Going Pro: A Recap of 2021.
I'm excited and terrified and I'll tell you why.
2021 is a wrap. I don’t know about you, but I’m ready for a new year. I spent the past couple of weeks in Germany with my family. Long walks, conversations, sauna, and journaling helped me clear my head and leave this year behind. I also spent time hunched over my laptop in a dinky airbnb room that doubled as my wework. Back from my foggy and grey-skied hometown, I feel both excited and terrified. Let me explain.
I sent my first substack email in August 2020 and “went pro” (started the premium tier) in May 2021. I’ve since sent 55 emails (and 87 in total). Frankly, I cringe more than a bit looking at much of my early writing. I suppose that’s a good thing, a sign of learning and growth. The implication is (hopefully?) that in a year I will smirk and shake my head at much of what I’m writing now.
Total (free) subscribers stand at 6,689. A big thank you to Tegus for being the first sponsor of my free emails.🙏
I have 392 paid subscribers for annualized revenue of ~$45,700.
I’ve pondered whether to put these graphs online. They trigger a lot of feelings: happiness and gratitude. But also anxiety and envy.
I feel very grateful to all of you (and doubly so to my amazing founding members). I am happy that, for the first time in my life, I am following a path of deep resonance. Learning and sharing ideas and stories through writing truly feels like my mission.
But I also worry that it’s just not enough. That I haven’t found enough “creator-market fit” and that I’m in denial about it. It’s not yet a sustainable income. And I know a bunch of writers, analysts, and creators who achieved more growth (and reached comfortable if not highly attractive incomes) over the same time period. Not surprisingly, this tendency to look at my life in relative terms is one of my least favorite habits.
“Envy is a really stupid sin because it’s the only one you could never possibly have any fun at. There’s a lot of pain and no fun. Why would you want to get on that trolley?” Charlie Munger
How very true. It’s painful and poisons the feelings of gratitude and appreciation. Even so, right now it’s a feeling that’s present.
Something that became very clear to me over the past few weeks is that I share things in writing that I still find uncomfortable to discuss in person. Writing helps me take an honest look at myself, warts and all. Sharing with the world feels like an act of acceptance: “This too is true. I don’t like it. I hope I can change it. But right now it is true and I accept myself with this flaw.”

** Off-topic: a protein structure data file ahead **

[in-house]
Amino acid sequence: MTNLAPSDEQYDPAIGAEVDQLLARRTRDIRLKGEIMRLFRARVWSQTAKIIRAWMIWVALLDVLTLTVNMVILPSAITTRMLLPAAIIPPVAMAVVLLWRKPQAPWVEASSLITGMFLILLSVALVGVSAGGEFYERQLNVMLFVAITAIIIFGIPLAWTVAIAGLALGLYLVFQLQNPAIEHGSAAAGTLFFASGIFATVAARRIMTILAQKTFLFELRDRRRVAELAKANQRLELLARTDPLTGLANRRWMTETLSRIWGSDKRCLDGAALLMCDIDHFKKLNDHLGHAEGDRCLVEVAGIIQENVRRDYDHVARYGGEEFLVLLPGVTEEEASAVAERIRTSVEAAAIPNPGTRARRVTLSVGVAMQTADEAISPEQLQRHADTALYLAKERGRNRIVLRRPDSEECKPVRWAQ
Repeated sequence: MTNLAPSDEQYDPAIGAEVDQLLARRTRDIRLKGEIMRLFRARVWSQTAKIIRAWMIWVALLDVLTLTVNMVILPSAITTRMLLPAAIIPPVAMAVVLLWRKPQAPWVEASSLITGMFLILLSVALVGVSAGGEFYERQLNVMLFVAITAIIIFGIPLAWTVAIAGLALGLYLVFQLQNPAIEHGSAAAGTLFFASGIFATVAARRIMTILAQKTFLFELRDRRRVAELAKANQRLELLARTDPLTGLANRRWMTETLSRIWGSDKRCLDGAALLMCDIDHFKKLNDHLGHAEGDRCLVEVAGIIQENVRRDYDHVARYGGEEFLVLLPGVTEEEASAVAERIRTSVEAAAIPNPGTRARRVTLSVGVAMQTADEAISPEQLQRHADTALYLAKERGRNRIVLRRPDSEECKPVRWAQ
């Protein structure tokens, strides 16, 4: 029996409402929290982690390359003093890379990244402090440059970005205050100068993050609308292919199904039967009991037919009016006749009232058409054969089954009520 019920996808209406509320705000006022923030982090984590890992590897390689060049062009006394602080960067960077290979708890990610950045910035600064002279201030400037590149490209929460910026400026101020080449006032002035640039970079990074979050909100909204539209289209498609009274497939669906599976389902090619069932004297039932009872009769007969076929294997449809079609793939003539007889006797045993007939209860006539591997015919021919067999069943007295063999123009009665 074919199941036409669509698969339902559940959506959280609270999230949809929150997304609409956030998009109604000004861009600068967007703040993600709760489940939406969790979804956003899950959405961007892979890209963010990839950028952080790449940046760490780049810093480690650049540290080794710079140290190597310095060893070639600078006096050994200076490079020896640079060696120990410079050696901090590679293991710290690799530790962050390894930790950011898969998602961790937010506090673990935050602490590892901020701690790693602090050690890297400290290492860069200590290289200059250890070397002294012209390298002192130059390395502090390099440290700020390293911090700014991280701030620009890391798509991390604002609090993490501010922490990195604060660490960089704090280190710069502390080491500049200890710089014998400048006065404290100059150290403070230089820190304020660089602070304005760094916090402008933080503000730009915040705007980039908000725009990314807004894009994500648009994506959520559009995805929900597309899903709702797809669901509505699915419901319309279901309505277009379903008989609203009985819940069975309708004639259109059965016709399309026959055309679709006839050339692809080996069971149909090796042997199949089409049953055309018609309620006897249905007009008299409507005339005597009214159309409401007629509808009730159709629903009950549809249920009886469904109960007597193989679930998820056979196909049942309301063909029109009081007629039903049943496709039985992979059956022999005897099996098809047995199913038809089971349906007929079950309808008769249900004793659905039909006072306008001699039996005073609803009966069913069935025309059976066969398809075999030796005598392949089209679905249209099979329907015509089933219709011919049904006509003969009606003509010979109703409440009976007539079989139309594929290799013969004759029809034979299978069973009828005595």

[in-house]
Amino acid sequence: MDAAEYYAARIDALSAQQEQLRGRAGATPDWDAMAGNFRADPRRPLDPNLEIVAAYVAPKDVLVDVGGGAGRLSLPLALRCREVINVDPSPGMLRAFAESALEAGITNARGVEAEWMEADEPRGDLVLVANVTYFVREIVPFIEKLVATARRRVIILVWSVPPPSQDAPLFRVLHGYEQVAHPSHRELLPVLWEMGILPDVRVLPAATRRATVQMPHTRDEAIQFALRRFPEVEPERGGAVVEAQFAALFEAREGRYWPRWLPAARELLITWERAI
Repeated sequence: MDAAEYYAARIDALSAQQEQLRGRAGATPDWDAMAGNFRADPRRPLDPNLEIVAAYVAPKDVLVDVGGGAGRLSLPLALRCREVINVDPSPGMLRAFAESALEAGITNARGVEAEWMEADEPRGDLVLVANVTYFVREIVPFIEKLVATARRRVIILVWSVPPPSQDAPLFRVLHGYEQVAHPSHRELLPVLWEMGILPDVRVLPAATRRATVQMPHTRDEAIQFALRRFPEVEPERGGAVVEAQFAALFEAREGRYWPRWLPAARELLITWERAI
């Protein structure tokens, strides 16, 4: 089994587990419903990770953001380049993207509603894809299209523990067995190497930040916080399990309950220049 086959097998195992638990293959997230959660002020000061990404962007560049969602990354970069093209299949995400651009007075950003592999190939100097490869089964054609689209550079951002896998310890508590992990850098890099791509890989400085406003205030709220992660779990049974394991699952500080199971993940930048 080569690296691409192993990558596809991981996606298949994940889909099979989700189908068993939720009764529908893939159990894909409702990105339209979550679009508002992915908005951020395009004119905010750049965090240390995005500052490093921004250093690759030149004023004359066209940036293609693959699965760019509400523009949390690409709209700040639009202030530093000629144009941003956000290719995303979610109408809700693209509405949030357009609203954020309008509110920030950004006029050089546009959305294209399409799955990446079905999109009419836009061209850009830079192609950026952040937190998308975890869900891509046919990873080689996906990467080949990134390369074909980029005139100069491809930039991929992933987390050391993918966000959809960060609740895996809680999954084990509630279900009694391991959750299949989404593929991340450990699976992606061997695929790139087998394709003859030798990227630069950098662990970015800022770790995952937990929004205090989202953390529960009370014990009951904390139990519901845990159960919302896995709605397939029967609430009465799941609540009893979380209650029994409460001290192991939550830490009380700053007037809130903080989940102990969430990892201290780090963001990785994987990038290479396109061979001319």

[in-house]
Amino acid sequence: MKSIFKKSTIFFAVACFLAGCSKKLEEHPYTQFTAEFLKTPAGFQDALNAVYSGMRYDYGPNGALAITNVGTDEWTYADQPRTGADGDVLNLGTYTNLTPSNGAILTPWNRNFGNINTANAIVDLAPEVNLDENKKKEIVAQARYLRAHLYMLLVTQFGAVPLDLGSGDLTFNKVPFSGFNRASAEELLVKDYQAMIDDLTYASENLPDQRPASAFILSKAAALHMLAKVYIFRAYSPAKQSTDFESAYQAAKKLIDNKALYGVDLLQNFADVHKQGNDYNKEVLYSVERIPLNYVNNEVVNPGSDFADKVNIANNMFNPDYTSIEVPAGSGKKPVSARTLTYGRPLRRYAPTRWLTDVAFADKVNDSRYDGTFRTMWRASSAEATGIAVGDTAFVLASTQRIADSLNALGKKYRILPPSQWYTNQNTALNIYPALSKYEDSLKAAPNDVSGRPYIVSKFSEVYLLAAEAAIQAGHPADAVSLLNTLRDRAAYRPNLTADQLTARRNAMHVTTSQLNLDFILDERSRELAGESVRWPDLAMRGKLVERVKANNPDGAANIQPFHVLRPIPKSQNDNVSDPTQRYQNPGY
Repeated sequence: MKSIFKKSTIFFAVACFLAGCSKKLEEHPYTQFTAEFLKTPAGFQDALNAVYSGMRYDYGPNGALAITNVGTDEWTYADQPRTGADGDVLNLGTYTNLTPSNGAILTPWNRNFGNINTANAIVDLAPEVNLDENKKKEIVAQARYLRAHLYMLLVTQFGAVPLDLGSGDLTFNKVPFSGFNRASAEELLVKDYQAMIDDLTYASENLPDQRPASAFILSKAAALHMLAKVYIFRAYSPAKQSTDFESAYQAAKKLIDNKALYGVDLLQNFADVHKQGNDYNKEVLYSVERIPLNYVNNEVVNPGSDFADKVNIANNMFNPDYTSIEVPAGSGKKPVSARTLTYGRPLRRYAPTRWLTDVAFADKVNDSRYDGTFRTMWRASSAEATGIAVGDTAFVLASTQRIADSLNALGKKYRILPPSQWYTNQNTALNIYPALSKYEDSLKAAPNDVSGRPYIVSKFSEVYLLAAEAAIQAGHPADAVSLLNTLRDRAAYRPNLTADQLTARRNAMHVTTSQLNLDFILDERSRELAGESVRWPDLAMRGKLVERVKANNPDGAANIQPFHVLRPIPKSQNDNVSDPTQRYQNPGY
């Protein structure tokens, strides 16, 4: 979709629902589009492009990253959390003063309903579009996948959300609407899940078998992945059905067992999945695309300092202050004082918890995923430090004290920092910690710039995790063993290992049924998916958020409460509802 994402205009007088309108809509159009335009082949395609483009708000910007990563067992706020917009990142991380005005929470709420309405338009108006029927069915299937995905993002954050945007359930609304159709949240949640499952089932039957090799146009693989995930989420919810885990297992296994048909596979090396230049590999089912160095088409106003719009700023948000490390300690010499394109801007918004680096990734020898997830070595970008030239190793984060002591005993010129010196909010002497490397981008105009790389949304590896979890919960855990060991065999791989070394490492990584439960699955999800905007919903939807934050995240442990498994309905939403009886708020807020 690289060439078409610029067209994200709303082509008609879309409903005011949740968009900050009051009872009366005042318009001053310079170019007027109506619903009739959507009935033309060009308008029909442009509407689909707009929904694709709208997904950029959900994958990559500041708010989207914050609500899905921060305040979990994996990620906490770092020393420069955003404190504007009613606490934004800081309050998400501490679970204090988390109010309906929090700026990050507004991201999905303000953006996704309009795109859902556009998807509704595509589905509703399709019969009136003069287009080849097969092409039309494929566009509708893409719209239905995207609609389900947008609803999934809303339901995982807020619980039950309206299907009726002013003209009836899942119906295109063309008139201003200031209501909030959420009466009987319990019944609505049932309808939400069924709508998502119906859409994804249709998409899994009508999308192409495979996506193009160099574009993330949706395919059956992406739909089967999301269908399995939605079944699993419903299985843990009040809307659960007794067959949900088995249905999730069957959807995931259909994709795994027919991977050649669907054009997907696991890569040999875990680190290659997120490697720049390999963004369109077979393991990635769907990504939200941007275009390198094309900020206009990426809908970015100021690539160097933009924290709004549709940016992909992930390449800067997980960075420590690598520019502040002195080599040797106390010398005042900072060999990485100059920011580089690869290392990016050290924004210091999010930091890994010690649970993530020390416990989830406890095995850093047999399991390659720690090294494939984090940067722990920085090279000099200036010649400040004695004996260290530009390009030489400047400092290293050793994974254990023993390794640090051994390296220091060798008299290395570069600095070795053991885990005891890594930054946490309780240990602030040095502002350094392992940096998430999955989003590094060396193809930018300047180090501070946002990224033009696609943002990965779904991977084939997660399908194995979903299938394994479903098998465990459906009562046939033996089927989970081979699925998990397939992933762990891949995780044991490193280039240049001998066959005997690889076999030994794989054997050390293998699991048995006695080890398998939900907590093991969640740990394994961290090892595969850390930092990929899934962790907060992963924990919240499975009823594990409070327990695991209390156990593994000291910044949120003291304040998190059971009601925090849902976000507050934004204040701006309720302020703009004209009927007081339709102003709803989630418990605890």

I’ve found that trying to hide or deny what I don’t like about myself doesn’t make it go away. It just leaves me feeling ashamed and the undesirable feeling bottled up, lying in wait. I feel some pride when writing about these moments of weakness, like my post-divorce mental doom-loop, because it feels honest, timeless, and may help me and my readers avoid repeating the same mistakes.
This then is one of the few things I can truly promise a reader. That I will not shy away from looking at an uncomfortable truth, to the best of my ability.
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“All successful newsletters are alike, but every unsuccessful one is unsuccessful in its own way.” Leo Tolstoy, probably, if he was a substack writer
I’ve been asked multiple times about advice on writing a newsletter. I’m going to offer a few observations with the caveats that I haven’t applied most of them and that I wouldn’t call my own substack successful until I can make a living with it.
Start by studying people who successfully and recently (that is, in a similar competitive environment) built theirs. Some examples that I enjoy reading: The Generalist, MBI Deep Dives, Bear Cave, Liberty’s Highlights, Fabricated Knowledge, Doomberg, TSOH, Net Interest, Investment Talk, The Diff, and, to a lesser extent since it’s long-established, Stratechery. They’ve all found fit between the author’s skills and interests, an audience with the willingness to pay, and at least one distribution channel (mostly Twitter). While there’s something to learn from all of them, the challenge is to find your own unique combination.
Some patterns I’ve noticed:
Clear value proposition: Tell your audience concisely what you’re doing, why it’s interesting and relevant, and what they can expect if they pay you.